Funding for this work was provided by the National Institutes of Health (P51 OD011092, DP21DP2OD001500, NR014792, R01DK079194 and R01DK089201).
Aagaard is also a physician at the Texas Children’s Pavilion for Women.
Landmark study reveals first genetic snapshots of unique placental microbiome
The placenta is not as sterile as once thought. New research shows that the placenta harbors a unique, low abundant microbiome, said researchers from Baylor College of Medicine and Texas Children’s Hospital.
The findings, in the current issue of the journal Science Translational Medicine, provide important new insights on the structure of the placental microbial community, the organisms present, and how they might be capable of impacting a pregnancy.
“After we completed our studies of the vaginal microbiome in pregnancy we noted that the most abundant microbes in the mom’s vagina were not what populated the baby’s intestinal microbiome,” said Dr. Kjersti Aagaard, associate professor of obstetrics and gynecology in the section of maternal fetal medicine at Baylor and the Texas Children’s Pavilion for Women, and the lead and corresponding author on the report. “We reasoned that there must be another source ‘seeding’ the infant’s gut at birth, so we sought to examine the placenta.”
The microbiome is the population of microbes – bacteria, viruses and fungi – that cohabit with human cells and help cells complete their tasks. Understanding what characterizes the microbiome communities is essential for understanding human development, Aagaard said.
In this study, the first and largest study to focus on the placental microbiome, 320 human subjects’ samples were analyzed comprehensively following a process called shotgun metagenomic sequencing. This technology enables microbiologists to uniquely evaluate bacterial diversity and detect the abundance of specific microbes and all their genetic pathways in a community.
The researchers showed that the placenta is not sterile (free from bacteria or other living organisms), but rather harbors a diverse and very unique microbiome.
“The placental microbiome is low in terms of microbial abundance but not as sterile as we previously thought,” said Aagaard.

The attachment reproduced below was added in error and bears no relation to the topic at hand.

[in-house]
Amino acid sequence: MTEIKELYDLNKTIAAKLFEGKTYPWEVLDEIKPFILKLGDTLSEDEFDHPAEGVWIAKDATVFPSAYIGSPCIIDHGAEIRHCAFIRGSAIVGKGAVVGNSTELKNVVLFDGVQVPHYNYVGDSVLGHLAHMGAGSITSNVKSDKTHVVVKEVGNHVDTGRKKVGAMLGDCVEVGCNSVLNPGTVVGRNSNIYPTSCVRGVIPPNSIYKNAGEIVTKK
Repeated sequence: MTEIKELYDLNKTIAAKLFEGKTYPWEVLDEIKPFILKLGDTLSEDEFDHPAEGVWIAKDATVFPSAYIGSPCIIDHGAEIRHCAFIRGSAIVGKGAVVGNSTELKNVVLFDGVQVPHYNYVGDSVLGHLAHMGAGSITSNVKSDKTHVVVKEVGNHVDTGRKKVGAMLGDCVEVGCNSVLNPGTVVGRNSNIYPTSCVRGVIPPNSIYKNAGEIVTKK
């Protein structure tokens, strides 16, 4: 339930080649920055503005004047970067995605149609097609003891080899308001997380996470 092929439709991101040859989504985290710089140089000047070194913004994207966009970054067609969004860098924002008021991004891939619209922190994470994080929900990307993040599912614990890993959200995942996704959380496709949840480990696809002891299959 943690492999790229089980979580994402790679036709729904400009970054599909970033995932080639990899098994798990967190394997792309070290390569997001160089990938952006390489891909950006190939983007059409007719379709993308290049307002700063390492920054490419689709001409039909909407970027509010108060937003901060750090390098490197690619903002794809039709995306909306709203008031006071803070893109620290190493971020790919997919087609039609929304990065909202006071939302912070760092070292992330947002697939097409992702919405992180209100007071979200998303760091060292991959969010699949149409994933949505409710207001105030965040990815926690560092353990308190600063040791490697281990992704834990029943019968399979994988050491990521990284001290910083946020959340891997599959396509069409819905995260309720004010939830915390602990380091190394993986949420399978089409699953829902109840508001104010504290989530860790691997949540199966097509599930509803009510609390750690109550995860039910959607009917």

Of the samples, Escherichia coli (E. coli) was the species with the highest abundance in most individuals, a bacteria that lives in the intestines of most healthy individuals. Prevotella tannerae (gingival crevices) and non-pathogenic Neisseria species (mucosal special surfaces), both species of the oral cavity, were also detected in highest relative abundance.
“Interestingly, when we looked very thoroughly at the placenta in relation to many other sites of the body, we found that the placental microbiome does not bear many similarities to microbiomes closest in terms of anatomic location. Specifically, it is not much like the vaginal or intestinal microbiome, but rather is most similar to the oral microbiome,” said Aagaard.
The finding has important implications on the likely importance of oral health during pregnancy, she said. “It reinforces long-standing data relating periodontal disease to risk of preterm birth.”
Additionally, the researchers observed differences in the placental microbiome based on a remote history of infection during the pregnancy (most commonly urinary tract infections from many months ago that were treated successfully with antibiotics).
The placental microbiome is also unique based on whether a preterm birth occurred, the researchers found.
“Exposure of the fetus to a placental microbiome may have fundamental implications for early human development and the physiology of pregnancy,” said Dr. James Versalovic, co-author on the report, professor of pathology at Baylor and head of pathology at Texas Children’s Hospital.
A larger study is currently underway to expand these findings to describe the placental and microbiome profiles across pregnancy and in relation with preterm birth.
“The hope is that we will get a clearer picture of how several of the microbial communities in women and their placentas change over the course of the entire pregnancy among those at risk for preterm birth. These discoveries could lead to rapid breakthroughs in not only identifying women at risk for preterm birth, but developing new and worthwhile strategies to prevent preterm birth,” said Aagaard. “As we catch glimmers of the microbial biology of pregnancy, we can start to see a not too distant future where we will prevent preterm birth (or its complications in newborns) with truly novel approaches aimed at enhancing the healthy microbes of not just the vagina, but the mouth and gut. As we unravel the mysteries of pregnancy, we are learning that our microbes may be as much friend as foe. That is fantastic news for our moms and their babies.”
Additional authors include Jun Ma, Dr. Kathleen M. Antony, Dr. Radhika Ganu and Dr. Joseph Petrosino all of Baylor.
Funding for this work was provided by the National Institutes of Health Director’s New Innovator Award (to Aagaard); the Burroughs Welcome Fund Preterm Birth Initiative (to Aagaard and Versalovic); the National Institutes of Health’s National Human Genome Research Institute as well as the Director’s Common Fund (to Aagaard, Versalovic, and Petrosino); and the Alkek Center of Metagenomics and
Microbiome Research (led by Petrosino with funding awards to Ganu and Aagaard).